Hoodie

hoodie (or hoody), short for hooded sweatshirt, is a heavy upper-body garment with a hood. The characteristic design includes large frontal pockets, a hood, and a drawstring to adjust the hood opening. The term “Bunny Hug”, is also commonly used in the Canadian prairies. Hoodies with zippers are called zip hoodies or zip-ups.

The history of the specific garment began in the 1930s, but historical precedent dates the style and form of the hoodie back to the Middle Ages. The formal wear for Catholic monks included a cowl, a long, decorative hood worn in addition to the standard tunic or robes.[1] The modern clothing style was first produced by Champion in the 1930s for laborers in the frozen warehouses of New York.[2] Its popularity spread as sportswear designers such as Claire McCardell developed entire collections based around the clothing.

The hoodie took off in the 1970s as several factors contributed to its success. Hip hop culture developed in New York City around this time, and the hoodie’s element of instant anonymity, provided by the accessible hood, appealed to those with criminal intent.[2] High fashion also contributed during this era, as Norma Kamali and other high-profile designers embraced and glamorized the new clothing.[1] Most critical to the hoodie’s popularity during this time was its iconic appearance in the blockbuster Rocky film. His attire embodied the persevering spirit of the American Dream at the time, and simultaneously appealed to workingmen, street thugs, and athletes. By the 1990s, the hoodie had evolved into a symbol of isolation, a statement of academic spirit, and several fashion collections.The association with chavs in the UK developed around this time, as their popularity rose with that specific demographic. Young men, often skateboarders or surfers, sported the hoodie and spread the trend across the western United States, most significantly in California. The rise of hoodies with university logos began around this time. Tommy Hilfiger, Giorgio Armani, and Ralph Lauren, for example, used the hoodie as the primary component for many of their collections in the 1990s.

In the UK, hoodies have been the subject of much criticism; some shoplifters have used the hood to conceal their identities from CCTV cameras in shopping centres.[3] Particularly when worn with a baseball cap, the hoodie has become a trademark of “chavs”: it has been called the “chav-style” in an Oxfam report.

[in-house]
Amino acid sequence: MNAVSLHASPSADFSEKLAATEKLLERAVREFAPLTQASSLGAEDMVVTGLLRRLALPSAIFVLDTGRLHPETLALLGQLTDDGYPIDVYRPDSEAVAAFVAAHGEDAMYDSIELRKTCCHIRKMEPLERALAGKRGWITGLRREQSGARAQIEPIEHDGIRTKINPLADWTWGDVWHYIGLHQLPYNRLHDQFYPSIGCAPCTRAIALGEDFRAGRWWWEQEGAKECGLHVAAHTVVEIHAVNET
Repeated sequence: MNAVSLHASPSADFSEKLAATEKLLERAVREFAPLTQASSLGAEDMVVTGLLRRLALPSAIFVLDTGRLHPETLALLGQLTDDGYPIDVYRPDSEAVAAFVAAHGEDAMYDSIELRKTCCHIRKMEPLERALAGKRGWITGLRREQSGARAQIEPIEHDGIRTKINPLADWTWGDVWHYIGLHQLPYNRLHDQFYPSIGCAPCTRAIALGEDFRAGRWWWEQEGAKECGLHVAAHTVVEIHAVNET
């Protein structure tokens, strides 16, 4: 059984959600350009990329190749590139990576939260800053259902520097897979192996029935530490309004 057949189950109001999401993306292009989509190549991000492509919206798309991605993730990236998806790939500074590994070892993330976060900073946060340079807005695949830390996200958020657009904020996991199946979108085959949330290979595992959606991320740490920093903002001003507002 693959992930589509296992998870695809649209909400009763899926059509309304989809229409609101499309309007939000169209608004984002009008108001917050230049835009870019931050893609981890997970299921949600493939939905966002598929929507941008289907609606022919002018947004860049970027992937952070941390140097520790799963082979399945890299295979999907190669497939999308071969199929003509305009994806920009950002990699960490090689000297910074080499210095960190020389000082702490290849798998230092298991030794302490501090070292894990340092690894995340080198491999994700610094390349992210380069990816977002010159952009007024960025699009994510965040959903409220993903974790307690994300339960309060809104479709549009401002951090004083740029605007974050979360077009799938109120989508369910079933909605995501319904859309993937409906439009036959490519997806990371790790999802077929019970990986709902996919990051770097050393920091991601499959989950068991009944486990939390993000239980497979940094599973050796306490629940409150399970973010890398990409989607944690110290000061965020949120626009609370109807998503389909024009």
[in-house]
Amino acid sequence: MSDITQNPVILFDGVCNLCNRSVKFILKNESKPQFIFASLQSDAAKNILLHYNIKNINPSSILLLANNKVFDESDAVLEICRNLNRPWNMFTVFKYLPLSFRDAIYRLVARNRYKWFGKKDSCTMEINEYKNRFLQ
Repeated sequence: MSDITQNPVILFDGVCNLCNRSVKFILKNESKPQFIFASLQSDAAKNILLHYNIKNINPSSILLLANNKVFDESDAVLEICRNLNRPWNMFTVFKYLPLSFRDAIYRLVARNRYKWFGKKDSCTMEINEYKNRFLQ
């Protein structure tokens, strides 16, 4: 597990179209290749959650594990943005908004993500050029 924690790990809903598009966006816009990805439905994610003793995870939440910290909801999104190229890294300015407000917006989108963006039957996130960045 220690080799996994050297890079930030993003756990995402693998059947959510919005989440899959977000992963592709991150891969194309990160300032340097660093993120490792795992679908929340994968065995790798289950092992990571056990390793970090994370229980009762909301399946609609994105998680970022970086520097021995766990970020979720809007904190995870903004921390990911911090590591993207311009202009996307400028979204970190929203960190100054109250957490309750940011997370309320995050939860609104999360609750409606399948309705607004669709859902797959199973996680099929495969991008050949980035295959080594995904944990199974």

Angela McRobbie, professor of communications at Goldsmiths College in the UK, says the appeal of the hoodie is because of its promise of anonymity, mystery and anxiety. “The point of origin is obviously black American hip-hop culture, now thoroughly mainstream and a key part of the global economy. Leisure and sportswear adopted for everyday wear suggests a distance from the world of office suit or school uniform. Rap culture celebrates defiance, as it narrates the experience of social exclusion. Musically and stylistically, it projects menace and danger as well as anger and rage. The hooded top is one in a long line of garments chosen by young people, usually boys, to which are ascribed meanings suggesting that they are ‘up to no good’. In the past, such appropriation was usually restricted to membership of specific youth cultures – leather jackets, bondage trousers – but nowadays it is the norm among young people to flag up their music and cultural preferences in this way, hence the adoption of the hoodie by boys across the boundaries of age, ethnicity and class.”

In May 2005, Bluewater shopping centre in Kent caused outrage by launching a code of conduct which bans its shoppers from sporting hoodies or baseball caps, although the garments remain on sale. John Prescott welcomed the move, stating that he had felt threatened by the presence of hooded teenagers at a motorway service station.[5] Former Prime Minister Tony Blair openly supported this stance and vowed to clamp down on the anti-social behaviour with which hoodie wearers are sometimes associated. London-based rapper Lady Sovereign published a single titled “Hoodie” in protest as part of a “Save the Hoodie” campaign.[6]

In February 2006, a 58-year-old teacher who was wearing a hooded top was asked to remove it when entering a Tesco store in Swindon. According to the teacher, he was wearing the hood because “my hair’s a mess”. The shop apologized and said it was taking action to “make sure this doesn’t happen again.”

In 2005, Coombeshead College in the south-west of England, allowed the hoodie to become part of the school uniform, but the hood could be put up only when it rained. The principal, Richard Haigh stated that the move would help to calm some of what he called the “hysteria” surrounding the garment.

Street shirts In July 2006, David Cameron, leader of the Conservative Party, made a speech suggesting that the hoodie was worn more for defensive than offensive purposes.[9] The speech was referred to as “hug a hoodie” by the Labour Party. Cameron also perpetuated the mistaken use of the word ‘hoodie’ to refer to a wearer of a hooded garment, rather than the garment itself, a mistake that many older Brits now continue to make.

“National Hoodie Day”, a pro-youth initiative to challenge youth stereotypes, was launched in May 2008 in New Zealand.[13] The campaign resulted in criticism at a number of levels within government,[14] including a local council member donning a Ku Klux Klan outfit in protest, citing the hoodie as “not an appropriate article of clothing to celebrate”.